About 1 woman in 8 will get breast cancer in their lives, the national Centers for Disease Control and Prevention reports: 30 minutes could save your life.
That’s why Guthrie Cortland Medical Center is encouraging greater Cortland area residents to schedule mammography appointments in observance of Breast Cancer Awareness Month, which starts today. It offered Saturday appointments, but they’ve been filled through the month.
A mammogram is an X-ray imaging procedure used to detect cancer in the breasts. Guthrie is offering Saturday morning mammogram appointments throughout the month for the first time at its Cortland location.
“I think the Saturday mammo time slots have been very successful because we’re booked through the end of October,” said Guthrie communications coordinator Steve Osterhaus on Thursday. Guthrie is looking into opening more time slots to accommodate the demand.
Dr. Karen Rampton, a Guthrie radiologist, said there is still plenty of weekday appointments available in October. “Mammograms are the best way to find cancers when they’re small and manageable,” Rampton said.
Early detection is important to survival, data show. Stage 0 to 1 breast cancer has a five-year survival rate of more than 99%, Rampton said. At stages 2 to 3, that drops to between 41% and 67%; at stage 4, the five-year survival rate is only 15%.
Rampton said the mammogram process is quick and straightforward. “Between the time you come in the door and the time you leave, it’ll be about 30 minutes,” she said. “A mammogram technician takes the patient to the screening room. We take four pictures of the breast tissue, two on each side.”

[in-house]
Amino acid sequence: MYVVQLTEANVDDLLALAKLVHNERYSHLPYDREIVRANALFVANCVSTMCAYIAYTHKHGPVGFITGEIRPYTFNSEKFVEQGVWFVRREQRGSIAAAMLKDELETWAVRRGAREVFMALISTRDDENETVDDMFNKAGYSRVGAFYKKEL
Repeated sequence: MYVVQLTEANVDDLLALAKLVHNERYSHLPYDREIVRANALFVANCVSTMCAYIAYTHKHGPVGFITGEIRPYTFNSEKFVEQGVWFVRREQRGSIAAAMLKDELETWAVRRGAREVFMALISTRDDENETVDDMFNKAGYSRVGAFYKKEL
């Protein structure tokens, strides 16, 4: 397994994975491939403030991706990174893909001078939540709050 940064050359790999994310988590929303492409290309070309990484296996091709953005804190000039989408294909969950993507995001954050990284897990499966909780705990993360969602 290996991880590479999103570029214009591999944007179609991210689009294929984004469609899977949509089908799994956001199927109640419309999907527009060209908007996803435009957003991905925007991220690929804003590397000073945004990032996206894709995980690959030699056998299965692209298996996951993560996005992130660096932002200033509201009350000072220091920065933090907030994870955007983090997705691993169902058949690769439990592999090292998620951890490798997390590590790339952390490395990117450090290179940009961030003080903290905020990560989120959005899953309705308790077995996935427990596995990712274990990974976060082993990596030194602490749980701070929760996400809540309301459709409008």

Compression of the breast tissue is necessary for a good image, she said, but that should not deter women. “For most women, it’s probably not as bad as they’ve heard. We can work with the patients. If it feels like too much, we back off. We never want anyone to be in pain,” she said.
Rampton said Guthrie has added a special paddle to its Cortland facility’s imaging equipment to make the compression process more comfortable.
Guthrie has integrated advanced imaging equipment into its screening processes.
“The biggest change for breast imaging in recent years has been the introduction of 3D mammograms. We offer those at all Guthrie sites,” Rampton said. “Breast MRI has also become an important tool in the past few years.”
The Mayo Clinic reports 3D mammograms reduce the need for follow-up imaging, have slightly better detection rates and improved cancer detections in dense breast tissue. Breast MRIs can be used for detection and determining the extent of cancer after a diagnosis.
Rampton said women over 40, those with family histories of breast cancer, and those with certain genetic mutations should be screened regularly for breast cancer. “That’s been shown to save the most lives,” Rampton said.
Rampton also said having prior screenings helps doctors create a better baseline for each patient. “Having comparisons to prior exams is important to know what’s normal for each individual woman. It makes a big difference,” she said.